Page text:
RAGLD Beta site released

The Beta version of the site for the RAGLD (Rapid Assembly of Geo-centred Linked Data applications) project was recently released. RAGLD is a collaborative project between the Ordnance Survey, the University of Southampton and Seme4. Its main aim is to build tools to enable developers to make greater use of geo-centred linked data.

The RAGLD project started in October 2011 and is due for completion in March 2013. It is part-funded by the Technology Strategy Board‘s “Harnessing Large and Diverse Sources of Data” programme.

The advent of new standards and initiatives for data publication in the context of the World Wide Web (in particular the move to linked data formats) has resulted in the availability of rich sources of information about the changing economic, geographic and socio-cultural landscape of the United Kingdom, and many other countries around the world. In order to exploit the latent potential of these linked data assets, the provision of access to tools and technologies that enable data consumers to easily select, filter, manipulate, visualise, transform and communicate data in ways that are suited to specific decision-making processes is needed.

This project will enable organisations to press maximum value from the UK’s growing portfolio of linked data assets. In particular, a suite of software components that enables diverse organisations to rapidly assemble ‘goal-oriented’ linked data applications and data processing pipelines in order to enhance their awareness and understanding of the UK’s geographic, economic and socio-cultural landscape will be developed.

A specific goal for the project will be to support comparative and multi-perspective region-based analysis of UK linked data assets (this refers to an ability to manipulate data with respect to various geographic region overlays), and as part of this activity the results of recent experimental efforts which seek to extend the kind of geo-centred regional overlays that can be used for both analytic and navigational purposes will be incorporated. The technical outcomes of this project will lead to significant improvements in the ability to exploit large-scale linked data sets for the purposes of strategic decision-making.

A presentation on the project can be found

Nigel Shadbolt gives opening keynote speech at Ordnance Survey Cambridge Conference

The conference took place from the 26th of June to the 1st of July. Professor Shadbolt discussed the Open Government Data initiative and crowdsourcing, which is the outsourcing of a large task to a group of people via an open call.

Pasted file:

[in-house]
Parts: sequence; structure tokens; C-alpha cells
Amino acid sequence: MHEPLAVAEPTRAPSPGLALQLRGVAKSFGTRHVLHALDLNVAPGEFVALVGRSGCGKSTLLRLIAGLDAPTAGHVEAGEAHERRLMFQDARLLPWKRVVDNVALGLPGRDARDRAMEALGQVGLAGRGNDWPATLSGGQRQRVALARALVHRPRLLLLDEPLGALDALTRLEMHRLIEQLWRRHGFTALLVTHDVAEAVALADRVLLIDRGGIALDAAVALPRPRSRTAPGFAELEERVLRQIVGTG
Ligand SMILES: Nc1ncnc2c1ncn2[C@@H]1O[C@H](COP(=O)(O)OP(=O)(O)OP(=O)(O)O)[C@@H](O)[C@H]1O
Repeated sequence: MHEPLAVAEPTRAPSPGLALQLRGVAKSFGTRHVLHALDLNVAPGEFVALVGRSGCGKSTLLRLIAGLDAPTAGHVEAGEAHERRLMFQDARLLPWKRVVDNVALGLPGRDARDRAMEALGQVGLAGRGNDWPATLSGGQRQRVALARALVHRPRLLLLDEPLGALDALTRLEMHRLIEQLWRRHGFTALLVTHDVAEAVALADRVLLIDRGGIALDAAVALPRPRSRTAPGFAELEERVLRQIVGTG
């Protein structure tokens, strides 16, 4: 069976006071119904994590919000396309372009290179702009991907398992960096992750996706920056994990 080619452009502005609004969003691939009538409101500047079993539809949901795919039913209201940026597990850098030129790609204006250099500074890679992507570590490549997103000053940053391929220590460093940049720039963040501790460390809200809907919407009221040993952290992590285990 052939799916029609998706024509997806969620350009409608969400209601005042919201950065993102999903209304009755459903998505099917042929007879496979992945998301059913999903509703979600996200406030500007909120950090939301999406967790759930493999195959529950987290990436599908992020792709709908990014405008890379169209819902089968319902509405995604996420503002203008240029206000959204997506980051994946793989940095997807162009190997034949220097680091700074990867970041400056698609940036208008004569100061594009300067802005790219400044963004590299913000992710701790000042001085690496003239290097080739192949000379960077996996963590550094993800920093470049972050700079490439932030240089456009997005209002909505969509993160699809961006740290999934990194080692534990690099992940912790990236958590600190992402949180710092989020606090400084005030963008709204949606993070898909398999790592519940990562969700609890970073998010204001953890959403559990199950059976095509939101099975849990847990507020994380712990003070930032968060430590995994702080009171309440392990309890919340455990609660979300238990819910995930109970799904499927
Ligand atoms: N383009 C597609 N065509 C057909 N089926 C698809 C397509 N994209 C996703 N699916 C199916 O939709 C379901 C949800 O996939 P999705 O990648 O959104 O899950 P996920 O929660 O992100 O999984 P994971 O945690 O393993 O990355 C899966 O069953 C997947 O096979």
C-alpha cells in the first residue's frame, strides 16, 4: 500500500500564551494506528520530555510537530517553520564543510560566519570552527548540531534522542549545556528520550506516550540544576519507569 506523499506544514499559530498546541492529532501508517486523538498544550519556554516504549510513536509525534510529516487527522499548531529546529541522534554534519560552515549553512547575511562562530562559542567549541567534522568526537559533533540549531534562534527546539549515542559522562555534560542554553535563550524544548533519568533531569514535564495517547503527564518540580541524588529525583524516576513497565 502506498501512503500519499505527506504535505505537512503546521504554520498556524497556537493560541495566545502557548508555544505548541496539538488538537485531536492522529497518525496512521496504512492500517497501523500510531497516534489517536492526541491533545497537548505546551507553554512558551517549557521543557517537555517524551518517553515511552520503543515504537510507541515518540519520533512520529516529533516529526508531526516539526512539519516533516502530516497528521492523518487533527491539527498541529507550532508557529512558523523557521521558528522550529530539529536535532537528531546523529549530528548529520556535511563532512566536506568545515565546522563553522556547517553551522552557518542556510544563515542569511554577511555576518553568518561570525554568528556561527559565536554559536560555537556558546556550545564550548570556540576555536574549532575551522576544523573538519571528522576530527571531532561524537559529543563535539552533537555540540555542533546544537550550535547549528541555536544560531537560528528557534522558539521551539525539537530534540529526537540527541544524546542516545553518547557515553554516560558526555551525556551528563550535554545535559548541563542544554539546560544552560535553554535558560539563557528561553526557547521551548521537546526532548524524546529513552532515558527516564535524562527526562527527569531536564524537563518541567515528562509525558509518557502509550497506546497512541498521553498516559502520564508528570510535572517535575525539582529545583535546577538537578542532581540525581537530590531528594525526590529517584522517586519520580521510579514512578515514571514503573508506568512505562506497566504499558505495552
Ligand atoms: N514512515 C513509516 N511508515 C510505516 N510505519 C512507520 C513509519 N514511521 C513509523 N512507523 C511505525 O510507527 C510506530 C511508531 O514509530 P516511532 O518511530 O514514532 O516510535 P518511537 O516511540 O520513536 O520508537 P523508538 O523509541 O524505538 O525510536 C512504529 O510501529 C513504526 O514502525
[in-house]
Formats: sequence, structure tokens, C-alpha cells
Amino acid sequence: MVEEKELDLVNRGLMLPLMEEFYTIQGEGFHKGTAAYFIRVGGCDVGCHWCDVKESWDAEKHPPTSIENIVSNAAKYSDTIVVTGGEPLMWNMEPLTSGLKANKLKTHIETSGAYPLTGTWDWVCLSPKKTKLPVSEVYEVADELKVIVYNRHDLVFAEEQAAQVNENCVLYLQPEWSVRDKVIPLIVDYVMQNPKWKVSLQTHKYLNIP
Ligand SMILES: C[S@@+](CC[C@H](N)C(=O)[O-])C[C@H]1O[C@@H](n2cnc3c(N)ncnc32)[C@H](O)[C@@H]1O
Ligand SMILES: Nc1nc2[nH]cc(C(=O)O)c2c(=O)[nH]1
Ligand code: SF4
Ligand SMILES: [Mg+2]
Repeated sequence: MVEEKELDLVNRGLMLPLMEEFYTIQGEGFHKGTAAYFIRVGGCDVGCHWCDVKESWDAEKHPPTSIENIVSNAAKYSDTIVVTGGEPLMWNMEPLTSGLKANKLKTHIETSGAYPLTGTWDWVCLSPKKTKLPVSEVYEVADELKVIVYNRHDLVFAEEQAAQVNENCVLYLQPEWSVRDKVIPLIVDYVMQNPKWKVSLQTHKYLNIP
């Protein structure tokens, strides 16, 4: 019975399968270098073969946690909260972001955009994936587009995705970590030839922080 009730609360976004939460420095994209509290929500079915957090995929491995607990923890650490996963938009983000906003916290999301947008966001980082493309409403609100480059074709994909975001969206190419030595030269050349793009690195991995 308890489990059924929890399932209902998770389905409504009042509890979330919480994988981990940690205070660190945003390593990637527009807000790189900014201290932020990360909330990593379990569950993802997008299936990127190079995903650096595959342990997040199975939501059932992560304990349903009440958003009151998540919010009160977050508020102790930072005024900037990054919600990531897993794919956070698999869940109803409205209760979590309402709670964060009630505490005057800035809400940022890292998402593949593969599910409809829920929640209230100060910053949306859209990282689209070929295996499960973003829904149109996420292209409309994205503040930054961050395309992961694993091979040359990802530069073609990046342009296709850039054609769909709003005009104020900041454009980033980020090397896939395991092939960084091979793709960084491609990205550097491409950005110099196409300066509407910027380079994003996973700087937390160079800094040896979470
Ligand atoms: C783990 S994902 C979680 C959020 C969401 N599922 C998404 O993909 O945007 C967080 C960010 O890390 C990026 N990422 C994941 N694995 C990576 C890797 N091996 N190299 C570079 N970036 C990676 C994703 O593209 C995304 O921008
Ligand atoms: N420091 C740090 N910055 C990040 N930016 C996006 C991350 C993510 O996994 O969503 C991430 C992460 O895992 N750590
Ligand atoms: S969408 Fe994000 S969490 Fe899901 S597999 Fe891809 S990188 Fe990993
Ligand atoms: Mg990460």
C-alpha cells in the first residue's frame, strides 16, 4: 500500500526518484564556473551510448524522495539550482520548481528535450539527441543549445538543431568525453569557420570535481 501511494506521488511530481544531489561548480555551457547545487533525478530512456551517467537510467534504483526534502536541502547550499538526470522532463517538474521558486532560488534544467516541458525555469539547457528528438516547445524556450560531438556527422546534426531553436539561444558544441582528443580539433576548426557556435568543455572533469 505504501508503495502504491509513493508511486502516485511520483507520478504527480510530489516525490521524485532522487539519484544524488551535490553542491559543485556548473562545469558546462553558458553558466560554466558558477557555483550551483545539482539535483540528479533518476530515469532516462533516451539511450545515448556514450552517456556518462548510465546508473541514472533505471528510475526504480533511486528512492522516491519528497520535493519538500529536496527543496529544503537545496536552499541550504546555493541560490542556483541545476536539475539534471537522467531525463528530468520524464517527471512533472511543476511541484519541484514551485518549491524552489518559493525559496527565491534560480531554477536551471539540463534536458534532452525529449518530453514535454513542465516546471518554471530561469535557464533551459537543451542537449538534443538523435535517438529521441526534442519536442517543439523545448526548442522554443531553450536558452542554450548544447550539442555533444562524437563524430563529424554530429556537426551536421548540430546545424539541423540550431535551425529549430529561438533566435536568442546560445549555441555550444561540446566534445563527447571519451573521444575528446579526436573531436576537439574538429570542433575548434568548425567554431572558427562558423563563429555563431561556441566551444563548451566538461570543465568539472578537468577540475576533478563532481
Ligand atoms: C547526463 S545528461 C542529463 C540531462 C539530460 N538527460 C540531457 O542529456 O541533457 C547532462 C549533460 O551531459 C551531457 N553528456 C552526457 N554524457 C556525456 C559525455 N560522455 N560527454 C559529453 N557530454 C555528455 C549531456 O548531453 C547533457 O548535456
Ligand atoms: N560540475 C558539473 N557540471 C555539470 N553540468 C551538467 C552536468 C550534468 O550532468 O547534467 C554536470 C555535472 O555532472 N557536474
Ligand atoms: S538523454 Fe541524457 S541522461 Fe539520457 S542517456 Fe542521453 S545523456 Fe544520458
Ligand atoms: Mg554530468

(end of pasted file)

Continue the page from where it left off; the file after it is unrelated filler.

The conference, which is held every 4 years and was opened by acclaimed BBC reporter Kate Adie, is a forum for debate on geographical information for chief executives of national mapping organisations and other interested parties.

See UK – Compare Your Neighbourhood

In collaboration with the EnAKTing Project, Seme4 have produced See UK, a demonstrator that gives an end-user visualisation of multiple Open Datasets against a geographic background.

See UK
is a simple visualisation of data that has geographic aspects
and has been published as machine-interpretable Linked Data.

See UK uses data that has been sourced from data.gov.uk and processed
into Linked Data where necessary, but is also designed to be able to use
other sources where available. All the datasets are then enriched, by
calculating area totals from point data and inferring aggregate values
for regions that do not have explicit data values, and further
enriched by establishing linkage between the datasets.
These enriched datasets are available directly from the
EnAKTing Project,
and can be accessed using the links below.

The visualisation provides a view centred on a chosen region of
specified size, and most noticeably gives a “pie-chart” that shows the
viewer how that region compares with similar regions around it. It
is thus designed to focus on the information most relevant to the
user. Colour indicates the “worst” (red) and “best” (green) areas
from those shown. This pie-chart is shown in preference to simply
colouring the map itself, as a coloured map confuses the map
features with the data being visualised.
It also gives some context of the real geography
involved, so that a full picture is seen. The user can navigate by
looking and clicking on the pie-chart, or the map, and can thus move
around using whatever view they are taking of the data presentation. A
search by postcode functionality is also supported, aiding the user in
finding specific locations.

An important aspect of the visualisation is that cross-dataset
correlation can be achieved and presented in a natural fashion, as
the data can be viewed as normalised by population or area, in
addition to the raw values. The user can therefore see how regions
compare in terms of, for example, crime density by population or
area, rather than just knowing that their county has little crime,
and guessing this is because the county has a small population or

See UK has been produced as a collaborative activity between Seme4 Ltd.
and members of the EnAKTing project at the University of Southampton.
For further details please contact Hugh Glaser
or Ian Millard; feedback on this application is very